As the invasion of Ukraine continues into yet another bloody day of fighting, Russia is struggling with a battle much closer to home: brain drain. That's the phenomenon that occurs when academics, scientists, doctors, and other educated people leave a region en masse.
Russia has been dealing with brain drain for years now. However, with severe economic sanctions and draconian restrictions on free speech imposed on the country following Putin’s invasion of Ukraine, it’s been contending with a massive new spike of people trying to leave.
So it should come as no surprise then that Dmitiry Rogozin, the erratic head of the country’s space program Roscosmos, has allegedly forbidden agency employees from being able to travel abroad.
The order itself was spotted by Kamil Galeev, a Moscow-based journalist and Galina Starovoitova Fellow on Human Rights and Conflict Resolution at the Wilson Center. On Wednesday, he tweeted an alleged picture of the order, which was dated February 28, 2022 — mere days after the initial invasion of Ukraine.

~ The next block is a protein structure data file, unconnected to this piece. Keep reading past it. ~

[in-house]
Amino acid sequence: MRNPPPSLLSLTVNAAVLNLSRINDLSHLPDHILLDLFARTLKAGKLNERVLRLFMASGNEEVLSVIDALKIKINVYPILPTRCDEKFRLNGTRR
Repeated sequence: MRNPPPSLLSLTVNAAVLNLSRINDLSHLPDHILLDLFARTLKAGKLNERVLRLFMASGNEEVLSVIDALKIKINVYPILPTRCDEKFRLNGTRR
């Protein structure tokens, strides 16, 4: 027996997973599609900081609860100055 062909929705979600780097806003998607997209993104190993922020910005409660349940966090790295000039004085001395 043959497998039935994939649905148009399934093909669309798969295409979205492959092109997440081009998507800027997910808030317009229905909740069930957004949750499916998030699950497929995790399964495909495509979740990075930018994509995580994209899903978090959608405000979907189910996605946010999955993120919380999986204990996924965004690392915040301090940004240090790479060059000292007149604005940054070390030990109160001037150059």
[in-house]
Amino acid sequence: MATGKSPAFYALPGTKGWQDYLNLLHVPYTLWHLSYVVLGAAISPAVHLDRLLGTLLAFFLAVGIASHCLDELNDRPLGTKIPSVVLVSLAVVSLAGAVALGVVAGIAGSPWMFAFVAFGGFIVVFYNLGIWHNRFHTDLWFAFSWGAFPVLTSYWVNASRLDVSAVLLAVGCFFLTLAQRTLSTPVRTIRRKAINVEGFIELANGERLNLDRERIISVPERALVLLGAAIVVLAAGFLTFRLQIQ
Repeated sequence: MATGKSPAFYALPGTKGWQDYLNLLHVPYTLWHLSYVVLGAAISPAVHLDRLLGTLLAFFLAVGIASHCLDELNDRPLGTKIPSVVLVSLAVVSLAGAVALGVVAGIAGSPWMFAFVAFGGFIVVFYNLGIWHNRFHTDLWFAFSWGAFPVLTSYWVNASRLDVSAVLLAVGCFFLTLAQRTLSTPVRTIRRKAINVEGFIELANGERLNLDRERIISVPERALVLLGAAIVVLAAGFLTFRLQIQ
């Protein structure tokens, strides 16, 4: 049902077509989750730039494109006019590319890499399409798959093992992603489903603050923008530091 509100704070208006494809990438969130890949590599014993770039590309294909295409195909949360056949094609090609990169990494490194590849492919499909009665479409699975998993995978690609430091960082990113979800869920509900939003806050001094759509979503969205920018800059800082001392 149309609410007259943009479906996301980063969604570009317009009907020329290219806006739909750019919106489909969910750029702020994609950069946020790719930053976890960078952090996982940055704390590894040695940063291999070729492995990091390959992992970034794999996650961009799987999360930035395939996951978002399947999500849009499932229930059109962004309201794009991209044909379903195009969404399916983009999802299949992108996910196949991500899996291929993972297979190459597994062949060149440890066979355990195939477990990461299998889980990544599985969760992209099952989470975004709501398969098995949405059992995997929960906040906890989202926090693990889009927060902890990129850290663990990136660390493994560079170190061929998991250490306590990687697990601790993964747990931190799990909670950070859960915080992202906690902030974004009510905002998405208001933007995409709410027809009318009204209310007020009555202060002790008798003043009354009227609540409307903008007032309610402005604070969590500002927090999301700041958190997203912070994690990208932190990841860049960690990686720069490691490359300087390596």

State owned companies use the stick directly and prohibit their workers to leave the country. Consider this executive order by Rogozin, the CEO of a state owned Roskosmos aerospace company. He prohibited his employees to go abroad, correctly understanding they might not return pic.twitter.com/Q2TSxDw9wX
— Kamil Galeev (@kamilkazani) March 10, 2022
He later added that border guards in Russia are instructed to stop IT and computer engineers specialists from leaving the country.
Ars Technica space editor Eric Berger echoed Galeev’s sentiment that Rogozin "prohibited Roscosmos employees from traveling abroad, even to Russia’s allies."
The move would be absolutely in line with what we’ve seen from Rogozin so far during the conflict. Since the invasion began in late February, he’s taken to Twitter to post a seemingly endless stream of pro-Putin and anti-US propaganda. He’s even feuded with NASA figures such as astronaut Scott Kelly.
So his alleged directive attempting to keep Roscosmos employees in Russia really is no surprise. But while it might work in the short term, it certainly doesn’t bode well for the country’s future.
"In the long run, brain drain might be the most important problem for Russia," when it comes to its economic future, Nikolai Roussanov, an economics professor at the University of Pennsylvania, told Insider. He later added that the brain drain would "accelerate, especially as foreign academic institutions break off their relationships with Russian ones."